Of our old royalty"--

reverted to that of his only brother, Tudor ap Griffith Vychan, a witness,
as "Tudor de Glyndore," in the Scrope and Grosvenor controversy, 3rd
September, 1386, and then twenty-four years and upwards, who is stated to
have been killed under Owen's banner at the battle of Mynydd Pwll-Melyn,
near Grosmont, Monmouthshire, fought 11th March, 1405. Tudor's daughter and
heir, Lowry [Lady] of Gwyddelwern in Edeirnion, "una Baron. de Edurnyon,"
became the wife of Griffith ap Einion of Corsygedol, living 1400 and 1415;
and from this marriage descend the eminent Merionethshire House of
Corsygedol (represented by the co-heirs of the late Sir Thomas Mostyn,
Bart., of Mostyn and Corsygedol; namely, his nephew, the Honorable Edward
Mostyn Lloyd Mostyn, of Mostyn and Corsygedol, M.P., Lord Lieutenant of
Merionethshire, and Sir Thomas's sister, Anna Maria, Lady Vaughan, mother
of Sir Robert Williames Vaughan, Bart., of Nannau) and its derivative
branches, the Yales of Plas-yn-Yale, co. Denbigh, and the Rogers-Wynns of
Bryntangor in the same county; the former represented by the Lloyds of
Plymog, and the latter by the Hughes's of Gwerclas in Edeirnion, Lords of
Kymmer-yn-Edeirnion, co. Merioneth, and Barons of Edeirnion. These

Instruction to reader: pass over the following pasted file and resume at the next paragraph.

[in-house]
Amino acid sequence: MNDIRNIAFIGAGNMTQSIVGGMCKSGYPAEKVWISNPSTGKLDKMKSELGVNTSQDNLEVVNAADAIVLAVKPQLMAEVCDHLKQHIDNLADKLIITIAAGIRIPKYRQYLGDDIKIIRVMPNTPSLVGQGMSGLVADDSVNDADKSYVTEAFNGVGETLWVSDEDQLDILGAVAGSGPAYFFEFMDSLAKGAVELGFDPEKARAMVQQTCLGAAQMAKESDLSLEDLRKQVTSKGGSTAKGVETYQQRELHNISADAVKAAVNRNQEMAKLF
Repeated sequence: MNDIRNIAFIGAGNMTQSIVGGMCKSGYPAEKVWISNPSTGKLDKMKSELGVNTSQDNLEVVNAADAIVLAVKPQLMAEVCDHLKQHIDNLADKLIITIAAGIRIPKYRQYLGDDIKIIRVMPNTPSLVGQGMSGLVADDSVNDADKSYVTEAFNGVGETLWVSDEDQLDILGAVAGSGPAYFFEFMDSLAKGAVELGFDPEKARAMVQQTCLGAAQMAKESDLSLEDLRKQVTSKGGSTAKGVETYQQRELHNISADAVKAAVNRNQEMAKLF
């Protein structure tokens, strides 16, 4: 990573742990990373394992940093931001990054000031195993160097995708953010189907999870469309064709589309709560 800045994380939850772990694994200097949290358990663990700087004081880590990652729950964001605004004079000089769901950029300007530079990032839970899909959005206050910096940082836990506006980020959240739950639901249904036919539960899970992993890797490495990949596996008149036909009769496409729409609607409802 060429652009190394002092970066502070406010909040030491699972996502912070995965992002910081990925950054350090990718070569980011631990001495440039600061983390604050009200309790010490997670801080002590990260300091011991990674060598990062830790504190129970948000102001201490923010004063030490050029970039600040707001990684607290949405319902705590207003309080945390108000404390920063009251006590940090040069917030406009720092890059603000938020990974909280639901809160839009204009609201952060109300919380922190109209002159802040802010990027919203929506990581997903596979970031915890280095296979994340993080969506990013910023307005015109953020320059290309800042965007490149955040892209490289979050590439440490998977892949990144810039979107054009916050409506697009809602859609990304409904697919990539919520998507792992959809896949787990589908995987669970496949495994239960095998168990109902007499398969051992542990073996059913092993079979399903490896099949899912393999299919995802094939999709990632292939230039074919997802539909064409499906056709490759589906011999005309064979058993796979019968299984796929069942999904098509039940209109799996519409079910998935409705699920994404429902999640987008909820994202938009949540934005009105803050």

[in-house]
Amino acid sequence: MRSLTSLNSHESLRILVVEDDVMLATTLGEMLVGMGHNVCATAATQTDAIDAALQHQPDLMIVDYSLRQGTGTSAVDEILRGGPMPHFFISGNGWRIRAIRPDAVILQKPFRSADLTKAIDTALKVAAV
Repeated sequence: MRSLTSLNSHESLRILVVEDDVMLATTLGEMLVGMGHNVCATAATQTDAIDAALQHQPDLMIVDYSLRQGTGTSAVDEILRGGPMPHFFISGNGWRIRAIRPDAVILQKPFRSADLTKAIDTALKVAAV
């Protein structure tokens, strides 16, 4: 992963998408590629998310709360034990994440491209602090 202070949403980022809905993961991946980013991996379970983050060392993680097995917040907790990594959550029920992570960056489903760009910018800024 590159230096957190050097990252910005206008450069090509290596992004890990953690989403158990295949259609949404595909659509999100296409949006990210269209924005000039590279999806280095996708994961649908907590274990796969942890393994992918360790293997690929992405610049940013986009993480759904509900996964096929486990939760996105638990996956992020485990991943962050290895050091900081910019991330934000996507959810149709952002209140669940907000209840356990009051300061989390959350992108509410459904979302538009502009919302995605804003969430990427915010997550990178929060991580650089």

families, co-representatives of the three Cambrian dynasties, all quarter,
with the arms of South Wales and North Wales, the ensigns I have referred
to as the hereditary bearings of the Lords of Glyndwrdwy. Independently of
the adoption of these ensigns in the Welsh MSS. in the British Museum,
College of Heralds, and other depositories, it may be mentioned that they
are quartered in an ancient shield of the Vaughans of Corsygedol, suspended
in the hall of Corsygedol,--one of the finest and most picturesque mansions
in the Principality,--and that they appear in the splendid emblazoned
Genealogy of the House of Gwerclas, compiled in 1650 by Robert Vaughan,
Esq., of Hengwrt, the Camden and Dugdale united of Wales.[7] The arms in
question are ascribed to the line of Bromfield and Glyndwrdwy, and, as
quarterings to the families just named, by Mr. Burke's well-known _Armory_,
the first and, indeed, only work, in conjunction with the Welsh genealogies